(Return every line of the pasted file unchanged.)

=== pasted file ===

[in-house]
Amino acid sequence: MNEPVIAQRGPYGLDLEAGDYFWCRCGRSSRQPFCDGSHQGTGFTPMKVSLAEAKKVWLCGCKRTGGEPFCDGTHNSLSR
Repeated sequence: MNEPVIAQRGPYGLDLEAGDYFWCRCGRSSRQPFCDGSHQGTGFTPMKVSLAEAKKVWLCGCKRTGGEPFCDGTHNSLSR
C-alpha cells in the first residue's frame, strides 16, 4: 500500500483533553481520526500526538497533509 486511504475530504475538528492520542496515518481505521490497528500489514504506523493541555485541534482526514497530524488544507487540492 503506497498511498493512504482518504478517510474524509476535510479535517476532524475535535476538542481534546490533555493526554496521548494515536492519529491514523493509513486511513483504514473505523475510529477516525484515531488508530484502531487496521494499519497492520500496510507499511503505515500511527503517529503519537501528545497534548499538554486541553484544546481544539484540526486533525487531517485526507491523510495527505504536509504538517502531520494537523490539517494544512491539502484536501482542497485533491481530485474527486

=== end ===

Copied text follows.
[in-house]
Amino acid sequence: MNEPVIAQRGPYGLDLEAGDYFWCRCGRSSRQPFCDGSHQGTGFTPMKVSLAEAKKVWLCGCKRTGGEPFCDGTHNSLSR
Repeated sequence: MNEPVIAQRGPYGLDLEAGDYFWCRCGRSSRQPFCDGSHQGTGFTPMKVSLAEAKKVWLCGCKRTGGEPFCDGTHNSLSR
C-alpha cells in the first residue's frame, strides 16, 4: 500500500483533553481520526500526538497533509 486511504475530504475538528492520542496515518481505521490497528500489514504506523493541555485541534482526514497530524488544507487540492 503506497498511498493512504482518504478517510474524509476535510479535517476532524475535535476538542481534546490533555493526554496521548494515536492519529491514523493509513486511513483504514473505523475510529477516525484515531488508530484502531487496521494499519497492520500496510507499511503505515500511527503517529503519537501528545497534548499538554486541553484544546481544539484540526486533525487531517485526507491523510495527505504536509504538517502531520494537523490539517494544512491539502484536501482542497485533491481530485474527486